Functions and Algebra: Manipulate and simplify algebraic expressions

# Unit 3: Simplification of algebraic fractions

Natashia Bearam-Edmunds

### Unit outcomes

By the end of this unit you will be able to:

• Simplify algebraic fractions with monomial denominators.

## What you should know

Before you start this unit, make sure you can:

• Simplify algebraic expressions and factorise. To revise this, go over Units 1 and 2 of this subject outcome.
• Add, subtract, multiply and divide fractions.

Try this short self-assessment to make sure you are ready for this unit.

• Calculate (show all working):
1. $\scriptsize \displaystyle \frac{3}{{20}}+\displaystyle \frac{2}{5}$
2. $\scriptsize \displaystyle \frac{5}{8}+\displaystyle \frac{2}{5}$
3. $\scriptsize \displaystyle \frac{{13}}{{15}}-\displaystyle \frac{2}{5}$
4. $\scriptsize \displaystyle \frac{{12}}{{27}}\div \displaystyle \frac{1}{9}$
5. $\scriptsize \displaystyle \frac{2}{3}\left(\displaystyle \frac{3}{4}+\displaystyle \frac{7}{{10}}\right)$
• Solutions
1. .
$\scriptsize \begin{array}{l}\displaystyle \frac{3}{{20}}+\displaystyle \frac{2}{5}&=\displaystyle \frac{3}{{20}}+\displaystyle \frac{{2\times 4}}{{5\times 4}}\quad (\text{the LCD is }20)\\&=\displaystyle \frac{{3+8}}{{20}}\\&=\displaystyle \frac{{11}}{{20}}\end{array}$
2. .
$\scriptsize \begin{array}{l}\displaystyle \frac{5}{8}+\displaystyle \frac{2}{5}&=\displaystyle \frac{{(5\times 5)+(2\times 8)}}{{40}}\quad \text{(the LCD is }40\text{)}\\&=\displaystyle \frac{{25+16}}{{40}}\\&=\displaystyle \frac{{41}}{{40}}\end{array}$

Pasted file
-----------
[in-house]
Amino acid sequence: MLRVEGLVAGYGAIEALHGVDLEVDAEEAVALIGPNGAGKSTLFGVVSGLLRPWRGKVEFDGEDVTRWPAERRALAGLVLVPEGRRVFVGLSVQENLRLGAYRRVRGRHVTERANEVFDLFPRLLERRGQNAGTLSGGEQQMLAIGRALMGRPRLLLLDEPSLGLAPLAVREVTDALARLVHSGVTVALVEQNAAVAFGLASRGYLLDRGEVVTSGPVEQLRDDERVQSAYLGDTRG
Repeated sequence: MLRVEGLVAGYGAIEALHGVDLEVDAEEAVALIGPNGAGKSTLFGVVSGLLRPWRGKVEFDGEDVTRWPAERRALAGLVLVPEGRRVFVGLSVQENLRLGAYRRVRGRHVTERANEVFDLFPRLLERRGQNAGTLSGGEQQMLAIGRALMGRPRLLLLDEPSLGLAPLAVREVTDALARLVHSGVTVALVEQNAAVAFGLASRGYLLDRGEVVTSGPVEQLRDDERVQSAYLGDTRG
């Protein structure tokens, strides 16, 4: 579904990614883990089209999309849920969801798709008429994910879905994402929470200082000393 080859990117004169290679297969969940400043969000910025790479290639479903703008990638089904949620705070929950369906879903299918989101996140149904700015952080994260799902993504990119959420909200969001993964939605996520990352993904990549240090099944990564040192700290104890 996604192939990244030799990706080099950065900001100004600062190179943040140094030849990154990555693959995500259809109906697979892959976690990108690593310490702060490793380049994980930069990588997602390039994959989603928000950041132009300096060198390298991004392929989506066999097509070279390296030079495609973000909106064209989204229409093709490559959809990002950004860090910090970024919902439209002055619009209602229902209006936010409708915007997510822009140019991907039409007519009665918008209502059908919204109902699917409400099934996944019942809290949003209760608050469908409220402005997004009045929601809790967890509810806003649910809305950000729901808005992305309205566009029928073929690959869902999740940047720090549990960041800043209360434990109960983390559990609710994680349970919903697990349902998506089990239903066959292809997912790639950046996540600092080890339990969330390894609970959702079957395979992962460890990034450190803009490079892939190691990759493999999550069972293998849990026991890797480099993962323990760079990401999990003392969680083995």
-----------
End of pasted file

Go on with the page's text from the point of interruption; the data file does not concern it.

3. .
$\scriptsize \begin{array}{l}\displaystyle \frac{{13}}{{15}}-\displaystyle \frac{2}{5}&=\displaystyle \frac{{13-2\times 3}}{{15}}\\&=\displaystyle \frac{7}{{15}}\end{array}$
4. .
$\scriptsize \begin{array}{l}\displaystyle \frac{{12}}{{27}}\div \displaystyle \frac{1}{9}&=\displaystyle \frac{{12}}{{27}}\times \displaystyle \frac{9}{1}\\&=\displaystyle \frac{{12}}{3}\\&=4\end{array}$
5. .
$\scriptsize \begin{array}{l}\displaystyle \frac{2}{3}\left(\displaystyle \frac{3}{4}+\displaystyle \frac{7}{{10}}\right)&=\left( {\displaystyle \frac{2}{3}\times \displaystyle \frac{3}{4}} \right)+\left( {\displaystyle \frac{2}{3}\times \displaystyle \frac{7}{{10}}} \right)\\&=\displaystyle \frac{2}{4}+\displaystyle \frac{{14}}{{30}}\\&=\displaystyle \frac{1}{2}+\displaystyle \frac{7}{{15}}\\&=\displaystyle \frac{{(1\times 15)+(7\times 2)}}{{30}}\\&=\displaystyle \frac{{15+14}}{{30}}\\&=\displaystyle \frac{{29}}{{30}}\end{array}$

## Introduction

So far you would have worked with numerical fractions similar to the ones in the short assessment at the beginning of this unit. An algebraic fraction simply means there are variables in the numerator or the denominator of a fraction. We can apply the properties of numerical fractions to algebraic fractions.